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Machinery sales to increase through 2003

Albeit starting from a slow pace in early 2002, U.S.

shipments of packaging machinery are forecast to grow at a cumulative annual rate of 3.0 percent during the next three years. Based upon an aggregate forecast for 17 machinery categories (see table), sales should grow from an estimated $4.962 billion in 2000 to $5.426 billion by 2003.

The annual Packaging Machinery Shipments & Outlook study from the Packaging Machinery Manufacturers Institute bases its predictions on several macroeconomic assumptions:

& The U.S. economy will recover. Gross domestic product growth in the third and fourth quarters of 2001 will prove to be negative, each in the range of -1 to -2.5 percent, leaving the annualized GDP growth for 2001 at +1 to +1.5 percent. However, the economy will progressively gain strength through the second half of 2002, with the momentum carrying over into 2003. The report states that recovery from the 2001 downturn will be initially aided and maintained by government deficit spending, further tax relief and incentives, and the Fed's continued policy of low interest rates. Assuming no further disruptions to growth, the U.S. economy should grow at 2.5 to 3.0 percent in 2002 and 3.5 to 4.5 percent in 2003.

& Capacity utilization will increase gradually. As a key indicator of the manufacturing sector's willingness to invest in new equipment, capacity utilization should remain in the low- to mid-70-percent range through the first half of 2002, but increase gradually to at least 79 percent by the end of this year and to 81 to 83 percent by the end of 2003.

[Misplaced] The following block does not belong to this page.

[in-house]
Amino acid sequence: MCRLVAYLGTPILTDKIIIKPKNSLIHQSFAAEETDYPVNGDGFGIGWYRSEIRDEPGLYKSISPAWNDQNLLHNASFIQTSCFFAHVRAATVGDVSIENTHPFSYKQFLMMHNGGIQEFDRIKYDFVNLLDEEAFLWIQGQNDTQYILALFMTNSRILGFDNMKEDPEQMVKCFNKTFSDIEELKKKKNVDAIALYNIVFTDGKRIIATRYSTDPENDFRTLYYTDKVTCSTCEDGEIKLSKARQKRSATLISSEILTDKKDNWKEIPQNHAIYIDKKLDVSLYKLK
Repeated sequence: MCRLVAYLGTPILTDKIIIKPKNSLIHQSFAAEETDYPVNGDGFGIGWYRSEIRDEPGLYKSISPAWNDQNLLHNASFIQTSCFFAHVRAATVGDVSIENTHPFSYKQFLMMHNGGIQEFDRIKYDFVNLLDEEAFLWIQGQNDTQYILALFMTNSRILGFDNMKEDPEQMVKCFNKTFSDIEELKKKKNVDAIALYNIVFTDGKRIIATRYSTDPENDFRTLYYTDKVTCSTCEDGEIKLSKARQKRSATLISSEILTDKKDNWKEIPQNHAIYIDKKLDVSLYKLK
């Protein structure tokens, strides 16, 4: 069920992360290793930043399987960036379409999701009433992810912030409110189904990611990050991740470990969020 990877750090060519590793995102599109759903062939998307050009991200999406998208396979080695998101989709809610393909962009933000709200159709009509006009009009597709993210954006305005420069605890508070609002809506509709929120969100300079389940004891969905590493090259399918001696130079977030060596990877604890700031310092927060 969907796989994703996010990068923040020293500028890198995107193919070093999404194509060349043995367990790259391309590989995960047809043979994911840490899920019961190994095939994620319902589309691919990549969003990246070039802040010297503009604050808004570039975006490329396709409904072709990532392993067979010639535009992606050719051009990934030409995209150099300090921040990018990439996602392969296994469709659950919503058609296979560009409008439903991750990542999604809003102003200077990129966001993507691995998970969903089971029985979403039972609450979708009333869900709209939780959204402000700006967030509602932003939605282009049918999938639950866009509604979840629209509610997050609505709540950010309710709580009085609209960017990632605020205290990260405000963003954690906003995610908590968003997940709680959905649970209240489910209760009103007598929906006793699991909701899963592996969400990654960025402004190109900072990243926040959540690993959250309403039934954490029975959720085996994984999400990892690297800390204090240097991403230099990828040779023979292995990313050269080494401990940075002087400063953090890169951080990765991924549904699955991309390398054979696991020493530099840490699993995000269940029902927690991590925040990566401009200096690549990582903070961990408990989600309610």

& Capital spending for machinery will lag early in the economic recovery. The immediate demand for new equipment will be weak and selective at the start of this year, since many companies splurged on capital equipment in the years prior to the slowdown. Most forecasts are predicting net declines in fixed equipment investment for both 2001 and 2002, followed by a sharp upturn in 2003. The PMMI report notes, however, that spending for packaging machinery has consistently exceeded investment in industrial equipment in general. The forecast, therefore, is more optimistic than are predictions for industrial capital equipment as a whole. Nearly two-thirds of packaging machinery sales are generated by the food, beverage and pharmaceutical/ medical products segments, which are essential to the consumer, regardless of economic downturns.

& U.S. exports will begin to improve late in 2002. The potential for immediate growth of exports is low because of the protracted weakness of key foreign economies, notably Asia, Europe and Latin America. However, the global economy will recover, in lag-step to the U.S. recovery, and exports should increase accordingly.

Fast movers